1

Table II illustrates the major co-morbidities among the study population. High systemic blood pressure and type 2 diabetes mellitus were the most frequent conditions, but these did not differ between both forms of tuberculosis. Regarding diabetes, although the PTB:EXPTB ratio was relatively higher among persons with diabetes (12:14, ratio of 0.86) than in patients without diabetes (22:38, ratio of 0.58), this variation was devoid of statistical significance. In contrast, while up to 26.9% of subjects with EXPTB had obesity (body mass index [BMI] ≥30 kg/m2), no patient with PTB was obese (p< 0.001). The frequency of other conditions such as undernourishment, HIV serostatus, and chronic renal insufficiency were not different between both groups.

2

2

Epidemiological data

To evaluate the influence of immigration on the frequency of EXPTB in each of the 32 Mexican states (including the Distrito Federal), a correlation analysis was performed between recent immigration (percentage of people who moved to that state in the last five years) and the percentage of EXPTB cases in relation to all forms of tuberculosis (cumulative cases from 2005 to 2009). This analysis showed that the degree of recent immigration was unrelated with the frequency of EXPTB (r=0.05, p=0.78, not illustrated).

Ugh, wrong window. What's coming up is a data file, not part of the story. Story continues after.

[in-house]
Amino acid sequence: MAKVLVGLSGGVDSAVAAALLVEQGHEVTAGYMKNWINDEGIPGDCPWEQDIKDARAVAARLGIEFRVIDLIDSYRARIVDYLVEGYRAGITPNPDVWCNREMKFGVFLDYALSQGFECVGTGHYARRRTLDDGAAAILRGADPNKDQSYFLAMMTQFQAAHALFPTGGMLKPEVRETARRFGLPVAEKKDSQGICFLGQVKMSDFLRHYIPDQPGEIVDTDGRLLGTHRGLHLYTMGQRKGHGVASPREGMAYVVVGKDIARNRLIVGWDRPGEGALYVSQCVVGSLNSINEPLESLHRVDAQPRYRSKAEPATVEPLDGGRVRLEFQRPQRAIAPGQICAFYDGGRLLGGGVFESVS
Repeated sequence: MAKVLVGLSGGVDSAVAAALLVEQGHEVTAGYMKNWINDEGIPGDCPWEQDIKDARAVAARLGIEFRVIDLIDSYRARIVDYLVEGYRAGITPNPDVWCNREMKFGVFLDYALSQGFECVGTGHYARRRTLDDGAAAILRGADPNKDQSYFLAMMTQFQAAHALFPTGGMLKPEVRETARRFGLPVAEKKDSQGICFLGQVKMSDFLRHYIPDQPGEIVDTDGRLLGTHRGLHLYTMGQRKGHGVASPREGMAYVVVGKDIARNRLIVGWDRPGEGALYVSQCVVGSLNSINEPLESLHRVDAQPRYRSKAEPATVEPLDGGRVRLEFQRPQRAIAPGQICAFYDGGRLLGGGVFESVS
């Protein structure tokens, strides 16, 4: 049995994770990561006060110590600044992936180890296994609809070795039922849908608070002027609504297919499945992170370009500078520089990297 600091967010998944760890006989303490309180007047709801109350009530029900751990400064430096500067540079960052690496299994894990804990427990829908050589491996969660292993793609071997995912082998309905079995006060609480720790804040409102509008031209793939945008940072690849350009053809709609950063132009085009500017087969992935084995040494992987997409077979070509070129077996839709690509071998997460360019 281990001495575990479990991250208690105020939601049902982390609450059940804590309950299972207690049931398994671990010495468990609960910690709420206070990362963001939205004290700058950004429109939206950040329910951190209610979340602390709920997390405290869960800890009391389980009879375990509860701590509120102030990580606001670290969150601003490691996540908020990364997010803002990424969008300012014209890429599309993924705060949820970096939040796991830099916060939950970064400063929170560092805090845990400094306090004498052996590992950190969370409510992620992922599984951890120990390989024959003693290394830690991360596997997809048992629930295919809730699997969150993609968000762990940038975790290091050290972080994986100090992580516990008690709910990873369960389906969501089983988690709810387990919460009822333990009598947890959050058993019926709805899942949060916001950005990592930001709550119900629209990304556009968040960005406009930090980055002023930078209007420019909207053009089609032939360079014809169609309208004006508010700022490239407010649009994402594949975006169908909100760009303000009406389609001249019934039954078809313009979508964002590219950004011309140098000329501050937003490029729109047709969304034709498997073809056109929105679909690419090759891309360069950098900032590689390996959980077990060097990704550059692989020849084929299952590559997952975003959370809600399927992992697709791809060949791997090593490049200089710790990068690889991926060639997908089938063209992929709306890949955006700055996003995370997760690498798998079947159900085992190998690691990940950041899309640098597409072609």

Because some years ago we reported that the incidence of PTB among the 32 Mexican states was inversely correlated with altitude above sea level,11 we now evaluated whether this association was also true for EXPTB. As illustrated in Figure 3, we corroborated that altitude had a strong negative correlation (r= -0.76, p< 10-6) with PTB incidence (average 2005-2009), but not with the corresponding EXPTB incidence (r= -0.15, 0=0.41).